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   ARTICLE   |   From Scotsman Guide Residential Edition   |   October 2012

A Matter of Perspective

Learn to use technology for its systems —not its solutions

Technology has long been a major part of mortgage brokers’ and originators’ lives, with each passing year witnessing a growing array of tools for improving marketing tactics, lead collection and sales. It seems safe to say that properly implementing the right technologies can give your bank or brokerage a sizeable competitive advantage in this industry.

This said, it’s important for mortgage professionals to have the right perspective when it comes to the various technologies they employ. A given piece of technology shouldn’t be perceived as a solution to a problem, but rather it should be perceived as a tool — one piece of a larger system for automating your workflow, organizing your data or marketing your business.

All too often, mortgage professionals are keen to ask for their colleagues’ advice about which technology is best for a certain problem or which software program will help them generate more leads. In asking such advice, however, brokers and originators always should be sure to reflect on why they need such a technology in the first place. Frequently, reflecting on this will reveal that there’s some discipline missing in the business or that a certain organizational system or strategy isn’t working anymore.

In those cases, adopting new technologies won’t necessarily solve the problem. A new customer-relationship-management software program won’t endow you with greater organizational skills; it will only amplify the skills you already have — or stall if you lack organizational skills altogether. Similarly, a loan-origination system won’t create more loans for you; it will only organize the data on the loans you already have. A redesigned website will not generate leads for your business; it’s only a channel for the communication you already have with potential prospects and clients.

Technology, in other words, doesn’t deliver solutions in and of itself. It organizes and automates the systems you’ve already determined are necessary to grow your business, and this helps to make those systems more efficient. Many technology or marketing vendors will go to great lengths to convince an organization that it needs a specific tool, system or gadget to be more successful in its business. This couldn’t be further from the truth.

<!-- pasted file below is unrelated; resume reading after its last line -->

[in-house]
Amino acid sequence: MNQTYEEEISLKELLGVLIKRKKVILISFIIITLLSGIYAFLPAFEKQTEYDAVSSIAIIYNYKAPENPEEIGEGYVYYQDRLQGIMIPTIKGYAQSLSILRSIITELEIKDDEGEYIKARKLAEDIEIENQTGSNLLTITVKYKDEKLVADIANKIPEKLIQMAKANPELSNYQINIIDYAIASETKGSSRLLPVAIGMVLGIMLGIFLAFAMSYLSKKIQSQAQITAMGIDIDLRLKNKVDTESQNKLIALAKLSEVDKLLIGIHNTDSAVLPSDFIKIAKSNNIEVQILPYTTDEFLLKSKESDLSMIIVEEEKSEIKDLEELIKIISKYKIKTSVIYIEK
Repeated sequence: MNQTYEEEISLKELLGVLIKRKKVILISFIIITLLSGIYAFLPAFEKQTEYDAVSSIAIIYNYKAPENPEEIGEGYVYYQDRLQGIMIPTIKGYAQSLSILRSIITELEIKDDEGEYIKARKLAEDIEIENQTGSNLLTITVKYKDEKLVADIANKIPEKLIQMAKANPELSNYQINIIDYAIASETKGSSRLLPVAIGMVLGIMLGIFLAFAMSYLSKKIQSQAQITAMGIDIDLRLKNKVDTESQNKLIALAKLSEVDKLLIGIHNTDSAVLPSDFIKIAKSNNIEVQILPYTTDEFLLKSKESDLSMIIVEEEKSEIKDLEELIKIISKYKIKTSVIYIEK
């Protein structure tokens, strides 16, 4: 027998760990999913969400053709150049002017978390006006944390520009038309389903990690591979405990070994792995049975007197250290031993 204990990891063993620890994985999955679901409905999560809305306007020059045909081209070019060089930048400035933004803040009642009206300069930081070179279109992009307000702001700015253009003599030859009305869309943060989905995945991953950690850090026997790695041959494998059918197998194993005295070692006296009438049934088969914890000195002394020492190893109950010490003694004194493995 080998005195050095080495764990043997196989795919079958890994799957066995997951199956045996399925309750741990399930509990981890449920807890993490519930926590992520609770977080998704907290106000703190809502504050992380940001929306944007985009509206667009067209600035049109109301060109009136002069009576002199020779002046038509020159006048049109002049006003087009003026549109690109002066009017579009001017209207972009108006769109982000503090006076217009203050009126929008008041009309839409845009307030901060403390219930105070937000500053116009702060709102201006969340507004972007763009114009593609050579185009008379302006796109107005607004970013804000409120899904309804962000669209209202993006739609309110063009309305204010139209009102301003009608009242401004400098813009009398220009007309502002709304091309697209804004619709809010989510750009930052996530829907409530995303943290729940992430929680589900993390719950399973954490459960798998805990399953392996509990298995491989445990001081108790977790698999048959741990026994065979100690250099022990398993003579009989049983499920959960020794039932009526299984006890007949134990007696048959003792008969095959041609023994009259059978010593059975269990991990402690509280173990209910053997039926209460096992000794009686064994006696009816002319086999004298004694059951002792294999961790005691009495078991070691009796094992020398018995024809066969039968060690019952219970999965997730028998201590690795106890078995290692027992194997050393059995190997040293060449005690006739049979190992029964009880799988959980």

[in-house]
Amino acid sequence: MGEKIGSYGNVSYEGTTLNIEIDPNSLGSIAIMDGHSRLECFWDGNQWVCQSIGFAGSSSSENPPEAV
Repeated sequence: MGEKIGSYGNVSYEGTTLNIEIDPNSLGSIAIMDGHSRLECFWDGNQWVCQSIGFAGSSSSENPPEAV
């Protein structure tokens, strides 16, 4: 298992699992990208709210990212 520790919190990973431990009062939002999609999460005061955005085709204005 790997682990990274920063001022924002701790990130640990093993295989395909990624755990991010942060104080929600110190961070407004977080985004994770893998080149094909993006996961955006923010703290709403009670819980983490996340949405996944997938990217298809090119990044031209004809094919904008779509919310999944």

The success of your business doesn’t lie in any one technology or tool. Your success depends on your ability to ask the right questions and to identify your system’s shortcomings and your work flow’s inefficiencies. Even more, when it comes to learning how to use a new technology, your success depends on having the discipline and patience to power through the learning curve. Without being able to visualize the light at the end of the tunnel, you’re likely to give up shortly after you begin, all the while blaming the technology for your failure.

In short, if you find yourself drawn toward a new technology because of what it promises to deliver, pause for a moment and ask yourself what you specifically want this new technology to accomplish. If the answer is anything other than to automate, calculate or track systems that are already in place, ask more questions about why your challenges exist in the first place.

Be honest with yourself: Identify your efficiency and organizational problems from the start. If these problems are due to being disorganized or uninspired, technology is only going to exacerbate your problems. With a clear understanding of your organization’s systems and a desire to make those systems more efficient or automated, technology can become your best friend.


 


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